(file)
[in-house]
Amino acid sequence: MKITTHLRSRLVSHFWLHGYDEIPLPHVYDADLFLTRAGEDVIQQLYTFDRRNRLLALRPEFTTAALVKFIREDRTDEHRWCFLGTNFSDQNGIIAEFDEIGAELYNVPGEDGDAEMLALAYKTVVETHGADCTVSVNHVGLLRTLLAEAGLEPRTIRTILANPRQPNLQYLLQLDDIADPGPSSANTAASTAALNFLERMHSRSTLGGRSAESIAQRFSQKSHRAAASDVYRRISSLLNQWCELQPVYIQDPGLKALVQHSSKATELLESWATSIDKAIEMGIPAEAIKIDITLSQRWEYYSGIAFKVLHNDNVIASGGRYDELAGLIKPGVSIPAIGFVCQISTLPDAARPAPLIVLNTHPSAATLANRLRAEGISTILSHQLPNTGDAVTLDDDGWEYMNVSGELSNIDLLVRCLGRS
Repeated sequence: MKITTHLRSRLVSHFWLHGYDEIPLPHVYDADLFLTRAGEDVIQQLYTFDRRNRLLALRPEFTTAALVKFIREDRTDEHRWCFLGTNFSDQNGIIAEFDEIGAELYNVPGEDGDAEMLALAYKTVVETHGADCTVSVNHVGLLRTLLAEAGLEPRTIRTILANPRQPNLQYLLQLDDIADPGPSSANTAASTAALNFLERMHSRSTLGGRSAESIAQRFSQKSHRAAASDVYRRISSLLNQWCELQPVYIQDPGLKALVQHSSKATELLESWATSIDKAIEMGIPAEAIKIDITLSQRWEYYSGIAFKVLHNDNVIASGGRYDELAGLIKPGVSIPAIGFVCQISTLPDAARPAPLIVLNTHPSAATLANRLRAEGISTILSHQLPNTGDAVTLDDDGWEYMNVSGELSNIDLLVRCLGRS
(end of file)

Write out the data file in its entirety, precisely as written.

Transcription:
[in-house]
Amino acid sequence: MKITTHLRSRLVSHFWLHGYDEIPLPHVYDADLFLTRAGEDVIQQLYTFDRRNRLLALRPEFTTAALVKFIREDRTDEHRWCFLGTNFSDQNGIIAEFDEIGAELYNVPGEDGDAEMLALAYKTVVETHGADCTVSVNHVGLLRTLLAEAGLEPRTIRTILANPRQPNLQYLLQLDDIADPGPSSANTAASTAALNFLERMHSRSTLGGRSAESIAQRFSQKSHRAAASDVYRRISSLLNQWCELQPVYIQDPGLKALVQHSSKATELLESWATSIDKAIEMGIPAEAIKIDITLSQRWEYYSGIAFKVLHNDNVIASGGRYDELAGLIKPGVSIPAIGFVCQISTLPDAARPAPLIVLNTHPSAATLANRLRAEGISTILSHQLPNTGDAVTLDDDGWEYMNVSGELSNIDLLVRCLGRS
Repeated sequence: MKITTHLRSRLVSHFWLHGYDEIPLPHVYDADLFLTRAGEDVIQQLYTFDRRNRLLALRPEFTTAALVKFIREDRTDEHRWCFLGTNFSDQNGIIAEFDEIGAELYNVPGEDGDAEMLALAYKTVVETHGADCTVSVNHVGLLRTLLAEAGLEPRTIRTILANPRQPNLQYLLQLDDIADPGPSSANTAASTAALNFLERMHSRSTLGGRSAESIAQRFSQKSHRAAASDVYRRISSLLNQWCELQPVYIQDPGLKALVQHSSKATELLESWATSIDKAIEMGIPAEAIKIDITLSQRWEYYSGIAFKVLHNDNVIASGGRYDELAGLIKPGVSIPAIGFVCQISTLPDAARPAPLIVLNTHPSAATLANRLRAEGISTILSHQLPNTGDAVTLDDDGWEYMNVSGELSNIDLLVRCLGRS